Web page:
Many Kalonymus family members in Italy and Germany were halakhists, cantors, scholars, and paytanim – liturgical poets. They authored important commentaries on the Torah and Gaonic responsa. The very first Ashkenazik text is attributed to the family (though there is disagreement over which rabbi within the family wrote it.) Although Jewish citizens in Christian lands were exempt from military service, some Kalonymus fought for the Holy Roman Empire. An aprocyphal story tells of one such soldier giving Emperor Otto II (955-983) his own horse at a crucial moment in battle, saving the day. The family was rewarded with lands and riches. 

Centers of Jewish life and culture in Germany were found in Mainz and in Worms. In nearby France there was also a great renaissance of Jewish poetry, creative literature, jurisprudence, rabbinical authority, and Talmudic study. These were centered in Troyes and Sens. A Jew in France by the name of Rashi wrote new Biblical commentaries designed to combat Christian aggression and antisemitism. He is still considered one of the greatest exegetes, or scholars of the true origins and meanings of the Bible, in history. A school of Tosafist scholars emerged to apply his new methods of Talmudic study, methods still in use today. Also in France, Rabbenu Gershom forbid polygamy, which some Jews were still practicing. 

Medieval Jewish communities along the Rhine River area of northern France and western Germany tended to be fairlysocial and homogeneous. The average size was 30-40 family homes. Guilds were an important part of medieval life for Christians, with guilds for professions, socializing, and salvation. The doctrine of Purgatory stated that an immortal soul did not ascend directly unto heaven, but served a time of penance in the land of purgatory. Christian guilds would hold masses for deceased members up to forty times, and say continual prayers for their souls, to speed their afterlife journey to heaven. Jews were often excluded from professional guilds, so relied more on each other. Rules within Jewish communities were enforced by the Bet Dien, with expulsion as the gravest punishment.

One of the most intimate exceptions to the separation of Christian and Jewish life came in the profession of wet nursing. Some Jewesses were wet nurses to Christian women, but the reverse situation was far more common. A wet nurse could either live-in with the family, or for poorer families who couldn’t afford that, the baby could live with hers. Halakah said that a non-Jew wet nurse must live in the Jewish family home for the duration of her services. Rashi wrote about the Talmudic instruction a wet nurse must be supervised in a Jewish mother’s own domain, bir’shuta. “But she should not give [the baby] to be taken to her [the non Jewish wet nurse’s] home, so that she [the wet nurse] will not kill him.” This was not necessarily a fear of infanticide; Christian babies who lived away survived less often too. The Catholic Church often opposed the practice of Christian wet nurses living in Jewish homes, but it was widespread. 

Support this project

You can become a patron of this project by making a small, automatic donation for each post published. You determine how much you would like to contribute for each entry. A suggested donation of $1 would be greatly appreciated. Thank you to all my patrons for making this project possible! 

Further Reading 

“Mothers and Children: Jewish Family Life in Medieval Europe” by Elisheva Baumgarten, Google Books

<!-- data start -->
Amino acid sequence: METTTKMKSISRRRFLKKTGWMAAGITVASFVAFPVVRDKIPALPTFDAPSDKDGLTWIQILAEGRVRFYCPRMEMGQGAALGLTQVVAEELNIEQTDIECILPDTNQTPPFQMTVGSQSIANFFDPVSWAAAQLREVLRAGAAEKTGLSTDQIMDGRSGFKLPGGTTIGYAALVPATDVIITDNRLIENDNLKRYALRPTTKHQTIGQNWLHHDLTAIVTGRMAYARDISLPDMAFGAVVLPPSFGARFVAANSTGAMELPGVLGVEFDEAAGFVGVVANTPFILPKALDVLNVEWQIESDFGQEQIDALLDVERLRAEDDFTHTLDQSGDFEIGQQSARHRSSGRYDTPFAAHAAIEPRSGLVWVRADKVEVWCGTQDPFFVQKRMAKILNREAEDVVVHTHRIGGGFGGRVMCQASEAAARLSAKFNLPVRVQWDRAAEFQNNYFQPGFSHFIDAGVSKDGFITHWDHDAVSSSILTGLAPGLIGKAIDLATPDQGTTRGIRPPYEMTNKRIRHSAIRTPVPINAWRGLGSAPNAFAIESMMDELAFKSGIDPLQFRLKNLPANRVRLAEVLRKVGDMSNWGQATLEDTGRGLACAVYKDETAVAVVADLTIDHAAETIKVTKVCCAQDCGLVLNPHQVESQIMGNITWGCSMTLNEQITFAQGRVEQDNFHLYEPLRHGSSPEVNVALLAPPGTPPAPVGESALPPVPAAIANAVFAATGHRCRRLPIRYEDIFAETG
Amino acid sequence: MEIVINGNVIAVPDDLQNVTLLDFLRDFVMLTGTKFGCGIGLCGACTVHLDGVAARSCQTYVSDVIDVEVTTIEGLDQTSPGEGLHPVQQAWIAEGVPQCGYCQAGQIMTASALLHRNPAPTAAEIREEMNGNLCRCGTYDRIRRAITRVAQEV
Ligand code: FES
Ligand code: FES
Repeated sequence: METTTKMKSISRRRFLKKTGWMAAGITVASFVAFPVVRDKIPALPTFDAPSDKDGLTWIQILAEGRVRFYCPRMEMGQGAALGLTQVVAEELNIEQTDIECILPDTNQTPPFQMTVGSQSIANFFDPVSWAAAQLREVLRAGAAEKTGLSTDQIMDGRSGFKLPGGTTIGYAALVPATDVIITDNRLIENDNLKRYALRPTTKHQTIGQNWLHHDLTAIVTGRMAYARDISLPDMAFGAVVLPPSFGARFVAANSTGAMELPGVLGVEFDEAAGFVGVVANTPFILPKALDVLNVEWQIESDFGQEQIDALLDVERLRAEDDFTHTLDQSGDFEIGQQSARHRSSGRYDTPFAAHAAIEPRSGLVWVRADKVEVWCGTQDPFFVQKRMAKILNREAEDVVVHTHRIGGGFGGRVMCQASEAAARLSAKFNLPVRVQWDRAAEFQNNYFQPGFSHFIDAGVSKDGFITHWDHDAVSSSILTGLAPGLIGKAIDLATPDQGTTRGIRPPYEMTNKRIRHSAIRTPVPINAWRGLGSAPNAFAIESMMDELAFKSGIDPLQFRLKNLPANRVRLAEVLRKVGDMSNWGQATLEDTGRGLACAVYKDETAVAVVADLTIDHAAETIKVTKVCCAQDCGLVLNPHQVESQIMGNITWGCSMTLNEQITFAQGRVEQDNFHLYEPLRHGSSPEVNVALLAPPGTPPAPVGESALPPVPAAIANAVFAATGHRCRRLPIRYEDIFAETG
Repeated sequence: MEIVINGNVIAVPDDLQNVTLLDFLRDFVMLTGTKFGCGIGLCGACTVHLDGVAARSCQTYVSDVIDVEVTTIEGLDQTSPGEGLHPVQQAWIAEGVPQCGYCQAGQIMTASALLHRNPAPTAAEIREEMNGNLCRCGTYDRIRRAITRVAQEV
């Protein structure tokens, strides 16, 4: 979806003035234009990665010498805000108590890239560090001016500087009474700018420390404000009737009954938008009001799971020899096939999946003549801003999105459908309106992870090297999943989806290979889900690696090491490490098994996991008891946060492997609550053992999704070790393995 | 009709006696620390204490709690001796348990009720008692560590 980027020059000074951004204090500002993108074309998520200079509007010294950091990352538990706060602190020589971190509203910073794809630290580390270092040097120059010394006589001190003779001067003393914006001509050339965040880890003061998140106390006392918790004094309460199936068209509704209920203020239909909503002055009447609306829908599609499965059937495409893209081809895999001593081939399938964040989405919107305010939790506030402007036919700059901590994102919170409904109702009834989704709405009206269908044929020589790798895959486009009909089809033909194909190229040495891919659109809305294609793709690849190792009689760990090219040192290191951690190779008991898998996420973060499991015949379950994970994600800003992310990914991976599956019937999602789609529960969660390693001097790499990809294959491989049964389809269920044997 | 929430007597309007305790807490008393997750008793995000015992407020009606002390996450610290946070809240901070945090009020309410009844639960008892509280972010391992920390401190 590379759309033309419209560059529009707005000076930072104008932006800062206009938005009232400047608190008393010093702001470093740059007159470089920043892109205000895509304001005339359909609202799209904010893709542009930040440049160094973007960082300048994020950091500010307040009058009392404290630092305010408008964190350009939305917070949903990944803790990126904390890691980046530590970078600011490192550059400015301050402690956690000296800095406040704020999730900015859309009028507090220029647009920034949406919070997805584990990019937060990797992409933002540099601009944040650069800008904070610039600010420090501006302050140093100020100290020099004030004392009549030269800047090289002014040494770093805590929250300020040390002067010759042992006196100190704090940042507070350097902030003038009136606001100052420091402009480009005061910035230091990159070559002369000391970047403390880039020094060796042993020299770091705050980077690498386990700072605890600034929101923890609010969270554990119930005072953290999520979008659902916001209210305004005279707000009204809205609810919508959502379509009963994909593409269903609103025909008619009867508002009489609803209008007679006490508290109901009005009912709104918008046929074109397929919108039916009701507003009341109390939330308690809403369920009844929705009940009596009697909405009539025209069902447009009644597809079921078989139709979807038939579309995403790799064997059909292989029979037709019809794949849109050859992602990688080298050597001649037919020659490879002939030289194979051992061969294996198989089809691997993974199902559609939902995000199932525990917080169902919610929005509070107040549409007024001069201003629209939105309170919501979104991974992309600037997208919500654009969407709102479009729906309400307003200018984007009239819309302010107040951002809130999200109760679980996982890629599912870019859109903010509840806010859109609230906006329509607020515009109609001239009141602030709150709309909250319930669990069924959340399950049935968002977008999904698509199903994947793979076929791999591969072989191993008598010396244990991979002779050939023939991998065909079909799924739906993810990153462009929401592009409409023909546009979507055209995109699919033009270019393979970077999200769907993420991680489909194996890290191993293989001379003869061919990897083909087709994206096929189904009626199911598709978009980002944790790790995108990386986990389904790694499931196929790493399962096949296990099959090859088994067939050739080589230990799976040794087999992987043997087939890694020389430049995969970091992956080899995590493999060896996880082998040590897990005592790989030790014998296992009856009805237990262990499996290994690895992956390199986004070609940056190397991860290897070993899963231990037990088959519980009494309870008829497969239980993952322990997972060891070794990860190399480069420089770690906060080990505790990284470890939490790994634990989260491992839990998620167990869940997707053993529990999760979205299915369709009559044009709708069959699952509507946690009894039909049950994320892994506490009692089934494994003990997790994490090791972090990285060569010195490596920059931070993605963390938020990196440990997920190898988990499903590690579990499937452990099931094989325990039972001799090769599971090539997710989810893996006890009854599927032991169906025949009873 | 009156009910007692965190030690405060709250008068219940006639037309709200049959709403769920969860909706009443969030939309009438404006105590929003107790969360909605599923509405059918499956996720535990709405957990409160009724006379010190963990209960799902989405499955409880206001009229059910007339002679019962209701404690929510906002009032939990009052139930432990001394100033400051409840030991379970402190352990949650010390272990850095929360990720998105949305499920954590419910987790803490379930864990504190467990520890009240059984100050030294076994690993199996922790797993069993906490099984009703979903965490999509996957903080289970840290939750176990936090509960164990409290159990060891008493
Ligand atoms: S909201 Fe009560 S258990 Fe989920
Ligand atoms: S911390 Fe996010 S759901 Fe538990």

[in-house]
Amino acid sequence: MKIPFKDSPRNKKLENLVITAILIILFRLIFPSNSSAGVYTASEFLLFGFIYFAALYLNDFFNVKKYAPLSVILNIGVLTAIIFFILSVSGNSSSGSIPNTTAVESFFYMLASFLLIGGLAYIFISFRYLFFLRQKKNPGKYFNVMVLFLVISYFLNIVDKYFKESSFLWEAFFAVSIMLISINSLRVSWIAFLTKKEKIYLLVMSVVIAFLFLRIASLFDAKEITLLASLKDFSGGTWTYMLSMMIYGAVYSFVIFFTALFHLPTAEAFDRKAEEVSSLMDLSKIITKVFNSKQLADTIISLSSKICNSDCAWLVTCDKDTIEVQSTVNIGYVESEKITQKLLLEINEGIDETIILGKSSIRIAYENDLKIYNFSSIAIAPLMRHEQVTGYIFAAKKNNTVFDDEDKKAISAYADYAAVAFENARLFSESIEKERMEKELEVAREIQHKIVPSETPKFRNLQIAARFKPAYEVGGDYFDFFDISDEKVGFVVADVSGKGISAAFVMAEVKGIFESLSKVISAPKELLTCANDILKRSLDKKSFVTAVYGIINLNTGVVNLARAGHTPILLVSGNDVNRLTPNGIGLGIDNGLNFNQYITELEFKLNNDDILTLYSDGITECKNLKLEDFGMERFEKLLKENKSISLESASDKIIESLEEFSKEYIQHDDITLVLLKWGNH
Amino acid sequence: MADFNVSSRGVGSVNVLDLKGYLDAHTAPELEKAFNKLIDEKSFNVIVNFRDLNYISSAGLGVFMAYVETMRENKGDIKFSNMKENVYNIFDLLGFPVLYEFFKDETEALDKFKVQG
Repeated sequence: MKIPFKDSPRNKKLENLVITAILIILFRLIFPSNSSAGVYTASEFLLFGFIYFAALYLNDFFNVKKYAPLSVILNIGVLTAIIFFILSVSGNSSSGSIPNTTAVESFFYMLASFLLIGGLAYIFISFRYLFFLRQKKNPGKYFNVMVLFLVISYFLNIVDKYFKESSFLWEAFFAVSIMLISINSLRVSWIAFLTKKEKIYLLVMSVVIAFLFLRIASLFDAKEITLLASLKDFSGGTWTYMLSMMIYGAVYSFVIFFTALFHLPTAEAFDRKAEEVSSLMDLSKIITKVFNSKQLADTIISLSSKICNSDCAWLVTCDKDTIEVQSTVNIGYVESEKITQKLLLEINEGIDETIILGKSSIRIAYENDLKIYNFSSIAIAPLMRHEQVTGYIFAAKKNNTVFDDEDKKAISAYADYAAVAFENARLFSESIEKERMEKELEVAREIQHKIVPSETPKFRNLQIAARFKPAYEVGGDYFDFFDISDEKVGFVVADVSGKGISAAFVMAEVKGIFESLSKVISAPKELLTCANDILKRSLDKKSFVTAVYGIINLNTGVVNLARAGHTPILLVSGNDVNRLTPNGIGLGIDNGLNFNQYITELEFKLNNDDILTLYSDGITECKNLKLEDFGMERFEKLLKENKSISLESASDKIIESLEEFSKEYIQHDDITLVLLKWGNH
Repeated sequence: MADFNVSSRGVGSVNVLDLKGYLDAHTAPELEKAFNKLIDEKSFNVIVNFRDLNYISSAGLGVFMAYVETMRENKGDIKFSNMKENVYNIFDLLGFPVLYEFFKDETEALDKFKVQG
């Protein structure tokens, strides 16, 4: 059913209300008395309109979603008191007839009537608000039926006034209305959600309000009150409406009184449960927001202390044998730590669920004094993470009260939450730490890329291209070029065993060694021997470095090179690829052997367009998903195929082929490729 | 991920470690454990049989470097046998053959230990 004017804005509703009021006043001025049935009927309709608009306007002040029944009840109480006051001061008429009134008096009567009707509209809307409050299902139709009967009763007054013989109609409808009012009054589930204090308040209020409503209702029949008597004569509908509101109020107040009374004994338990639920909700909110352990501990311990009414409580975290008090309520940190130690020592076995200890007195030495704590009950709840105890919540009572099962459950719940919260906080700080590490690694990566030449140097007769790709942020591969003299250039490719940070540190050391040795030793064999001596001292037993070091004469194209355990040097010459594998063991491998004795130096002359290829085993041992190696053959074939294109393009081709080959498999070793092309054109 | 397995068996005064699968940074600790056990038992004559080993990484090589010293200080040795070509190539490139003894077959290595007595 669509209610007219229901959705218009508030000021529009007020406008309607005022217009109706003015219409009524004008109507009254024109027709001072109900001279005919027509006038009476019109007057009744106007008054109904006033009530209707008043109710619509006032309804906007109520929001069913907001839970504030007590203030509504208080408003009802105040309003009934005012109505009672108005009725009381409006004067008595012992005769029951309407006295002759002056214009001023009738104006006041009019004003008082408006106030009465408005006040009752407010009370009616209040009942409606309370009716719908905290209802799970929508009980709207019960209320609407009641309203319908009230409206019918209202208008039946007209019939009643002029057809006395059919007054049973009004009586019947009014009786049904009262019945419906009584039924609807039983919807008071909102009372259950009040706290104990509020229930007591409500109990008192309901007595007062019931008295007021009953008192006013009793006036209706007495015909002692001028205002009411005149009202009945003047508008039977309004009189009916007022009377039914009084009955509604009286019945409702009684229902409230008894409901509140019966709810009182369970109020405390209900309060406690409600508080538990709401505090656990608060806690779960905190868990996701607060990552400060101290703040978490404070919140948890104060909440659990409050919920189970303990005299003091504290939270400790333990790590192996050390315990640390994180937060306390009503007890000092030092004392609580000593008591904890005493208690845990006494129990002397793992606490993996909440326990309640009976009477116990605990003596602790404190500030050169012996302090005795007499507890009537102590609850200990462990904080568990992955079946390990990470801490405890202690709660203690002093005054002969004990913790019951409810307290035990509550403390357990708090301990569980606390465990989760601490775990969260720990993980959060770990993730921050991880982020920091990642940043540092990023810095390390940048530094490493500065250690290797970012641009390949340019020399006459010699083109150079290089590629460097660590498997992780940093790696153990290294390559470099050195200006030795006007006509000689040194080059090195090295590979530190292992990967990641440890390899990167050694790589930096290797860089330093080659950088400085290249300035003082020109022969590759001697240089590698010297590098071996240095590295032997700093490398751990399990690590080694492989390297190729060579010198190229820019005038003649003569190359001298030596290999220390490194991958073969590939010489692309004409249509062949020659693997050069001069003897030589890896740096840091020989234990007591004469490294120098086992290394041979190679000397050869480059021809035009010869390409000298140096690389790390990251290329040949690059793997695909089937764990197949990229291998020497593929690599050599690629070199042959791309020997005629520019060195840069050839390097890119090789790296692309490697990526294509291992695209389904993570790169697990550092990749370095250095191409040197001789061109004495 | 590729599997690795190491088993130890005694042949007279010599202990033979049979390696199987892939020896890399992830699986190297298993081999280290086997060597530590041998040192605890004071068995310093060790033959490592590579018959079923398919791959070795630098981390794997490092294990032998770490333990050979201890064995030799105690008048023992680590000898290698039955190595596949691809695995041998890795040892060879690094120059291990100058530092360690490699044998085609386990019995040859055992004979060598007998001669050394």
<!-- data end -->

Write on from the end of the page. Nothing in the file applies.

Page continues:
Kehillat Israel – “Origins of Ashkenazik Jewish Culture from Judea to Poland” – website

Jewish Virtual Library – Kalonymus

Jewish Virtual Library – Ashkenazim

Jewish Persecution: 1 CE – Today, part 70

William the Conqueror invited Jews to England in 1066, one of his first acts as King. Up through through the 900s, the majority of world Jewry lived in Muslim countries under the Pact of Omar. But over the 10th and 11th centuries a number of factors contributed to the rise of Judaism in Christian lands. Some rulers like King William I encouraged Jewish immigration. Bishop Rudiger of Speyer welcomed Jewish merchants and artisans in 1084, and wrote a charter granting them certain lands and rights in Speyer for he “thought I would increase the honor I was bestowing on the place if I brought in the Jews.”  

There was also a period of Christian-Muslim wars called the Reconquista or reconquest of Christian lands ruled by Muslims. As the fractured nations of the former Al-Andalus fell to Christian armies, the Jewish minorities living there most often chose to stay. In 1066, Muslim Berbers crucified the Jewish vizier of Grenada, and murdered thousands of Jewish men, women, and children. The composition of the Muslim rulers had changed, and many Jews fled to neighboring lands. The Italian city-states were in general more tolerant of Jews, and more focused on trade and commerce. In 983 Rome revolted under Crescentius II, deposing Pope Gregory V and replacing him with Pope John XVI. When Crescentius was defeated, his pope was dethroned and Gregory V was restored. This was precursor to an upcoming massive schism in the Christian faith. 

Another war erupted in 1059, as the Normans and Byzantine empire fought over conquest of Italy. Let’s take a moment to marvel at the continued existence of the Byzantine empire more than a thousand years after the founding of Rome. The Byzantines were driven out of Italy for good in 1071. Normandy would continue to engage them in battles of territory in the Balkans for another hundred years, greatly depleting the treasuries of both nations and killing tens of thousands of soldiers on each side, or more. The overall outcome was a stalemate, and weakened militaries. The Normans lost Sicily to the Hohenstaufen dynasty, and Byzantium lost Asia Minor to the Turks.